The Soldier in me remembered our creed. “I will never leave a fallen comrade.”  This is something that would stick with me through my entire life, and definitely be re-engaged during my time in Afghanistan and Iraq…but those stories come later.

So the other Soldier and I almost in sync with each other said. “We can make it Drill Sergeant.” “Reapers (our platoon motto)”

So we started to walk, but then realizing our folly.  The rest of the platoon was not even in sight.  In order to do this, in time, to standard, we would need to hustle…

SFC Guayante (Harambe 6)

Then all hell broke loose

As I ran to get out of the bus, I was confronted by a sea of confusion and these guys called Drill Sergeants wearing round brown hats.  I stepped into this crazy world that I was not prepared for.  Screaming and yelling rang out ever time my foot hit the ground.  It almost felt like I was stepping on a button that initiated yelling.  As I moved something amazing happened. Everybody tightened up together, like a herd.  This herd of people from all over the world.  I didn’t even know anyone else name yet, but shoulder to shoulder we moved, aiming for this large pile of green bags.  I looked to my left and there was one guy standing away from the crowd.

He quickly learned that he had made a huge mistake.

Like lions they came, taking down the gazelle that had strayed from the pack.  I remember it as 6 Drill Sergeants surrounding him, but it was probably only 4.  It felt like they were everywhere. I kept running.  I know understood the game…we had to work together to achieve our mission.  So we kept running.

Someone tripped in the group.  He fell hard too. We stopped and helped him up.  That is when the Drill Sergeants stopped chasing us, we had learned the lesson. We are a team.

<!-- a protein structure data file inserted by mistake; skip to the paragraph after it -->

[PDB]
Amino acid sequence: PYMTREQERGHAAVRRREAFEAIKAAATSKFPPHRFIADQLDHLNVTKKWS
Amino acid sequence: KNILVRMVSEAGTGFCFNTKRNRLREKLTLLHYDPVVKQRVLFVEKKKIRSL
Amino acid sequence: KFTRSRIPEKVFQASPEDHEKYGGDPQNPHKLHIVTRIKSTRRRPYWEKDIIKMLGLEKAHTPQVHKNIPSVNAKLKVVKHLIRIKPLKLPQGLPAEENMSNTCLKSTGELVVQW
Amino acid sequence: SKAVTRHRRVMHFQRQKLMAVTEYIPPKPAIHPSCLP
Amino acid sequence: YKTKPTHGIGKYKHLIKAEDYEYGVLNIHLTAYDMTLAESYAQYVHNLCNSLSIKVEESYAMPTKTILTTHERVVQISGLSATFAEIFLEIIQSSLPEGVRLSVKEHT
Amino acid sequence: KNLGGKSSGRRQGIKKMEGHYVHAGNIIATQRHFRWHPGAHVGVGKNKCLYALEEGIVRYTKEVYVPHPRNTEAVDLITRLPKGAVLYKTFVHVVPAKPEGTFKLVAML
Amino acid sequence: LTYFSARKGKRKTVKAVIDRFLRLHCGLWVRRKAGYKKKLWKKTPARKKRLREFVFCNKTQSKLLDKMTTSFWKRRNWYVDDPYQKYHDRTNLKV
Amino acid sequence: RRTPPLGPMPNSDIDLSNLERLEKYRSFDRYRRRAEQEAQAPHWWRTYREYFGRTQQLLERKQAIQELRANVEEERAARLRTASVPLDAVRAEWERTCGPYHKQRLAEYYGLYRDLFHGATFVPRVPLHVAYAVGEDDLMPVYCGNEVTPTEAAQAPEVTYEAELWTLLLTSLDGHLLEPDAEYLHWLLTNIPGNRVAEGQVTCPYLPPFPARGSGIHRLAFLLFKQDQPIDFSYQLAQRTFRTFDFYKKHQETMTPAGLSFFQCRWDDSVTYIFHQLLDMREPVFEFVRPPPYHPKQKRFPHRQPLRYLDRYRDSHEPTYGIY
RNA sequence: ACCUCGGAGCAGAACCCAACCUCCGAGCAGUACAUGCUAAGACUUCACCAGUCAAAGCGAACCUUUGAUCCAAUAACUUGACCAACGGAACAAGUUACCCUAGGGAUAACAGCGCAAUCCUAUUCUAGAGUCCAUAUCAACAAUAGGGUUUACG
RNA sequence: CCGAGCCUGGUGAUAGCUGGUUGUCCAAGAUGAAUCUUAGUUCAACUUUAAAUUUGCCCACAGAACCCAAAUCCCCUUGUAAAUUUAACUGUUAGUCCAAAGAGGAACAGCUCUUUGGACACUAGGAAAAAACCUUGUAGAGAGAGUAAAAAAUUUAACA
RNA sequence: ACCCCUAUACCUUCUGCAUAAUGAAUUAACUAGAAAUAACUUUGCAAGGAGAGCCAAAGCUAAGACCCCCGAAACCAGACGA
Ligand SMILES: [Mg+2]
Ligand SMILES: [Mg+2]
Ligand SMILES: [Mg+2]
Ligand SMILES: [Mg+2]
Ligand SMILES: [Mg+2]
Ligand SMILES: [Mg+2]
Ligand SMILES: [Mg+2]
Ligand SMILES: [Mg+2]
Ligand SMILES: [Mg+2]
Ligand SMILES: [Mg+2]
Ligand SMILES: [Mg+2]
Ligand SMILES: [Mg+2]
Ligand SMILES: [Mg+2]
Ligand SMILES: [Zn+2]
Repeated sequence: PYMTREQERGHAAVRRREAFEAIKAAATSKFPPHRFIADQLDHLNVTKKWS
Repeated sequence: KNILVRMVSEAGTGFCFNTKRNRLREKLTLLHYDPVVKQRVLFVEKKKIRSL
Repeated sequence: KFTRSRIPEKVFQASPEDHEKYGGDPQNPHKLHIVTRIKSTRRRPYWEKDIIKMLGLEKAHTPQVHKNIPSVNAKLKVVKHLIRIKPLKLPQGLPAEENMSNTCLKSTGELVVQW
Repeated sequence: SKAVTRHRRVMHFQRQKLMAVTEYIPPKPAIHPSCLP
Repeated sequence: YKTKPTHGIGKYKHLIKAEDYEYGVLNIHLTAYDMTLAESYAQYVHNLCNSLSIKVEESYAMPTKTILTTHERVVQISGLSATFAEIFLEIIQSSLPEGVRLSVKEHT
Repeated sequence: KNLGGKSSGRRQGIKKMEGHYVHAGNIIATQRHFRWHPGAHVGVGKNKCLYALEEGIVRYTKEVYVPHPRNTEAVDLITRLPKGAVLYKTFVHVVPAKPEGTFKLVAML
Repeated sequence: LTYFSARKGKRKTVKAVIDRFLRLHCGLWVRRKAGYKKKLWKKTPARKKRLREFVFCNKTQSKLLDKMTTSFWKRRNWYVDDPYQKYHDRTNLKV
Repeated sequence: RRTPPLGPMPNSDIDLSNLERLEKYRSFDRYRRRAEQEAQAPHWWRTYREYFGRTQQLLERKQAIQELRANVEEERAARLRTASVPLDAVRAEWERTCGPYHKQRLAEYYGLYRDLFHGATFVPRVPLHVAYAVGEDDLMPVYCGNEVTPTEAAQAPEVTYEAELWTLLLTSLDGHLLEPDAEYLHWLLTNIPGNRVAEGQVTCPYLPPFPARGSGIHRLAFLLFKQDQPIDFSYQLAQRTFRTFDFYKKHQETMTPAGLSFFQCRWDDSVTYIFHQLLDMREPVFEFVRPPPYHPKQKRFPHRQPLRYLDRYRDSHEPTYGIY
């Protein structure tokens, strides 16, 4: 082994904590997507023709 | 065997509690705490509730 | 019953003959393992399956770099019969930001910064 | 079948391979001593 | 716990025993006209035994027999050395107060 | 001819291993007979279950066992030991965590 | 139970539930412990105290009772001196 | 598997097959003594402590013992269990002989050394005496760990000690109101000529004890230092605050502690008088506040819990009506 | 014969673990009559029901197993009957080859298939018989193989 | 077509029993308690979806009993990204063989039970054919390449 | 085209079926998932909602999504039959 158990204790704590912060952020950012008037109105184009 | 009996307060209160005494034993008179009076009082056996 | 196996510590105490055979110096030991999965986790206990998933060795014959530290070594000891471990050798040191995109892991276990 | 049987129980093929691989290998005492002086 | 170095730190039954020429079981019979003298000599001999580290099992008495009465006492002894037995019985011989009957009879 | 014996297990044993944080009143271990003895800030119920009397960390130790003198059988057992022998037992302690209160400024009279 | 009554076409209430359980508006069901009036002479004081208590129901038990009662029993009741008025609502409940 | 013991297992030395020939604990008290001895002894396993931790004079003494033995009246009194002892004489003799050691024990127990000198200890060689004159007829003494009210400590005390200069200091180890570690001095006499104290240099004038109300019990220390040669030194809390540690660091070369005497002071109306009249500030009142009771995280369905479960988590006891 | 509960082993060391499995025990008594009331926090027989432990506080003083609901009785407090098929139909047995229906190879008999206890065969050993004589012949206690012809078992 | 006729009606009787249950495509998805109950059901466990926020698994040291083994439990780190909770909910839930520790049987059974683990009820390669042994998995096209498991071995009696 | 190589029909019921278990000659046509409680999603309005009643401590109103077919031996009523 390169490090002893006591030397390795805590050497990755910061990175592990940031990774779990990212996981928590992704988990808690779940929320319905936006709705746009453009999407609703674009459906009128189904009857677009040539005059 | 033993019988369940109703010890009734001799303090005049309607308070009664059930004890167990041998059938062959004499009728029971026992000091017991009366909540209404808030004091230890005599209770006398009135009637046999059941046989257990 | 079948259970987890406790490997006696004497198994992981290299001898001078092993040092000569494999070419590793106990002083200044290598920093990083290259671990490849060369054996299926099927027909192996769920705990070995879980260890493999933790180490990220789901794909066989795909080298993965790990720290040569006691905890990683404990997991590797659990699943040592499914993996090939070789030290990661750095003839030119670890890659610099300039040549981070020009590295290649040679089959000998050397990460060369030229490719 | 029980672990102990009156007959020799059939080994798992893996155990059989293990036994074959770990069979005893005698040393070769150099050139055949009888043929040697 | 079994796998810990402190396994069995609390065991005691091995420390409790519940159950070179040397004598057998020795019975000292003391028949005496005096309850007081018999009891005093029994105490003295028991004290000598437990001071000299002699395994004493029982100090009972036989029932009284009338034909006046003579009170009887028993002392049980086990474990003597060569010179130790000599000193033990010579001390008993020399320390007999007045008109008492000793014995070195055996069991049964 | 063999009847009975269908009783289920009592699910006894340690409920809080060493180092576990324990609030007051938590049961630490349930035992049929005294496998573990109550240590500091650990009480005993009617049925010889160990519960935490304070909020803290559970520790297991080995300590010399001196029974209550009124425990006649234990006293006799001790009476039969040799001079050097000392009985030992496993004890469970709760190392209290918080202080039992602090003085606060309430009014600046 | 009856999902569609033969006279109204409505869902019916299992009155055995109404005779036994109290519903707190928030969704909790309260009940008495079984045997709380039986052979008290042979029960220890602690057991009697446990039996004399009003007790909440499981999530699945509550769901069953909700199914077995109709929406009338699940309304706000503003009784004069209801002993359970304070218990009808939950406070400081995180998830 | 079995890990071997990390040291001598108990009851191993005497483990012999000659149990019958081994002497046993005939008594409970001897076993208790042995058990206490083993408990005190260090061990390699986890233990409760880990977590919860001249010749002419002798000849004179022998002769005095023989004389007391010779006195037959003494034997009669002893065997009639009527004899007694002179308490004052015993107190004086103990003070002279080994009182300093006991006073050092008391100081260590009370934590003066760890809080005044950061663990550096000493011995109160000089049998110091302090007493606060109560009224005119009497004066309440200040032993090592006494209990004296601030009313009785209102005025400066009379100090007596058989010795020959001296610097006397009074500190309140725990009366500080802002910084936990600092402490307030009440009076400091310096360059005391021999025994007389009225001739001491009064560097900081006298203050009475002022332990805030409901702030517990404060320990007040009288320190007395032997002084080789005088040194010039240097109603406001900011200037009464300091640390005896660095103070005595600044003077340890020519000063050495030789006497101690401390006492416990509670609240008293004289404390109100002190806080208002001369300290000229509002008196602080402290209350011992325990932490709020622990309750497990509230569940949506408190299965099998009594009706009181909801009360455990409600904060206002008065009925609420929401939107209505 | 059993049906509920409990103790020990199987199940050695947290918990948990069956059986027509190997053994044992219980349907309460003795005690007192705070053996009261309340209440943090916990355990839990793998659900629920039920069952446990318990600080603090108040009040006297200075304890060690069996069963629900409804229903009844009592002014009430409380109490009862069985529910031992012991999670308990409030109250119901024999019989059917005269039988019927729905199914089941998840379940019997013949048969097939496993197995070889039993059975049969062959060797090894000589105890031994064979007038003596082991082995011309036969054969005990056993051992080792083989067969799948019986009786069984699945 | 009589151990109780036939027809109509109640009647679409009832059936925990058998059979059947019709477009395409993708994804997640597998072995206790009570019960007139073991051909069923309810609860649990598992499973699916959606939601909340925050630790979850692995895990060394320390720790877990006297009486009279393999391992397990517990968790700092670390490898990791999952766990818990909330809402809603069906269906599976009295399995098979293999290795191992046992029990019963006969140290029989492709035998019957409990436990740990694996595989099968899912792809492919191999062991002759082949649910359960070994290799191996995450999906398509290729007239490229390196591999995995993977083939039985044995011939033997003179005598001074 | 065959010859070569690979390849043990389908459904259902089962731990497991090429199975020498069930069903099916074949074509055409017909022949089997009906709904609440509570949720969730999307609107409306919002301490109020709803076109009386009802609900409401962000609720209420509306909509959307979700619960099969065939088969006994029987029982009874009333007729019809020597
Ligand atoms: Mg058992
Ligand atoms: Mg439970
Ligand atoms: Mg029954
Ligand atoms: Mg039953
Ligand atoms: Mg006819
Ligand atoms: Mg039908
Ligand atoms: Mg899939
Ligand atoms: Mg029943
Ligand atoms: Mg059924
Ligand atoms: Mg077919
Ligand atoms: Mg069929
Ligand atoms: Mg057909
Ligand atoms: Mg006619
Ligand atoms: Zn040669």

We started to work together to find everyone’s bags.  I heard a loud yell!

“Guy-ant-tee”! Someone had found my bag! They handed it down the line until it got to me. I looked over at the Drill Sergeants, they were just passively watching, waiting for a mistake to happen.  I knew if I stepped away from the group that I would get it.  So I stayed and helped find people’s bags.  The lesson was teamwork.

“If we stick together and work as a team the Drill Sergeant’s will leave us alone!” the new self-made team leader yelled.

Our first victory!

We found everyone’s bag and then the fun began.  Form up! I have no idea what that means but ill just follow someone who does.  We stood in this square rectangle thing…

“Hold your bags in the air!” the Drill Sergeant yelled.

So we held them, as the slowly did a snail pace walk down the line. Checking each name and nametape.  The sauntered slowly down the line, while we shook…it felt like my arms were slowly ripping away from my body.  Then someone to my left gave up.

Drill Sergeant was like a sniper.

He was on that guy so fast it was immaculate how fast he moved.  Then when he was done with him…he started from the beginning.  Our second test…”..I will never accept defeat, I will never quit.” The warrior ethos we Soldiers all live by.  We were learning it on day one.

At the end of that day I was tired, sore, beat down, and yet fulfilled.  I had made it with minimal damage.

I couldn’t wait for breakfast the next morning. I was excited to sit down and eat so much food.  As an 18 year old I could eat so much.

I wonder if they will have pancakes?url.jpg

SFC Guayante (Harambe 6)